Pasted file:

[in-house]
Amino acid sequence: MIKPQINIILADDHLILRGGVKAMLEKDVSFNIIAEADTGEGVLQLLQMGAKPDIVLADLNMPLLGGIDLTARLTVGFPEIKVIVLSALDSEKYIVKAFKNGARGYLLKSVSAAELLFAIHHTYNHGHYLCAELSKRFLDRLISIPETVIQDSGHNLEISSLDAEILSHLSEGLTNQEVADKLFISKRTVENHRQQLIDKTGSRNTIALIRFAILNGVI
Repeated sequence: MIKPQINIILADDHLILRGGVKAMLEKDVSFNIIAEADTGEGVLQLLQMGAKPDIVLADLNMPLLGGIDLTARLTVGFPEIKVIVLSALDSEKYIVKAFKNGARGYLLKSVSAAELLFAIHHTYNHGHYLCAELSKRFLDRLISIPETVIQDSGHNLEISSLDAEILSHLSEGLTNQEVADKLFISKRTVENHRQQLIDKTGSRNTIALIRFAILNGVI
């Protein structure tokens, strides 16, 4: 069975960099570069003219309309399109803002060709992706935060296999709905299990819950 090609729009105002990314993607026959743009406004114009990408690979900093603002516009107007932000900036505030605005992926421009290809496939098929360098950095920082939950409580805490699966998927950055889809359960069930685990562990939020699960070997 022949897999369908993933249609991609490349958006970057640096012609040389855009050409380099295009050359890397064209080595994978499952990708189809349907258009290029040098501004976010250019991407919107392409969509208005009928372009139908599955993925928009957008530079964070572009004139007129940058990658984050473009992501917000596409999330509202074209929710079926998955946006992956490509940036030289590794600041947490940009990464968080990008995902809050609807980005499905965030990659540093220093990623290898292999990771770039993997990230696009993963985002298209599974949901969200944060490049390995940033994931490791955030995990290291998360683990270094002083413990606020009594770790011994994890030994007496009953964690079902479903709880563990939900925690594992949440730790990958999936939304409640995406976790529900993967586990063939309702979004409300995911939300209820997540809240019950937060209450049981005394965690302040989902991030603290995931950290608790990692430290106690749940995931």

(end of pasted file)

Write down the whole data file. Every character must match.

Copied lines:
[in-house]
Amino acid sequence: MIKPQINIILADDHLILRGGVKAMLEKDVSFNIIAEADTGEGVLQLLQMGAKPDIVLADLNMPLLGGIDLTARLTVGFPEIKVIVLSALDSEKYIVKAFKNGARGYLLKSVSAAELLFAIHHTYNHGHYLCAELSKRFLDRLISIPETVIQDSGHNLEISSLDAEILSHLSEGLTNQEVADKLFISKRTVENHRQQLIDKTGSRNTIALIRFAILNGVI
Repeated sequence: MIKPQINIILADDHLILRGGVKAMLEKDVSFNIIAEADTGEGVLQLLQMGAKPDIVLADLNMPLLGGIDLTARLTVGFPEIKVIVLSALDSEKYIVKAFKNGARGYLLKSVSAAELLFAIHHTYNHGHYLCAELSKRFLDRLISIPETVIQDSGHNLEISSLDAEILSHLSEGLTNQEVADKLFISKRTVENHRQQLIDKTGSRNTIALIRFAILNGVI
């Protein structure tokens, strides 16, 4: 069975960099570069003219309309399109803002060709992706935060296999709905299990819950 090609729009105002990314993607026959743009406004114009990408690979900093603002516009107007932000900036505030605005992926421009290809496939098929360098950095920082939950409580805490699966998927950055889809359960069930685990562990939020699960070997 022949897999369908993933249609991609490349958006970057640096012609040389855009050409380099295009050359890397064209080595994978499952990708189809349907258009290029040098501004976010250019991407919107392409969509208005009928372009139908599955993925928009957008530079964070572009004139007129940058990658984050473009992501917000596409999330509202074209929710079926998955946006992956490509940036030289590794600041947490940009990464968080990008995902809050609807980005499905965030990659540093220093990623290898292999990771770039993997990230696009993963985002298209599974949901969200944060490049390995940033994931490791955030995990290291998360683990270094002083413990606020009594770790011994994890030994007496009953964690079902479903709880563990939900925690594992949440730790990958999936939304409640995406976790529900993967586990063939309702979004409300995911939300209820997540809240019950937060209450049981005394965690302040989902991030603290995931950290608790990692430290106690749940995931």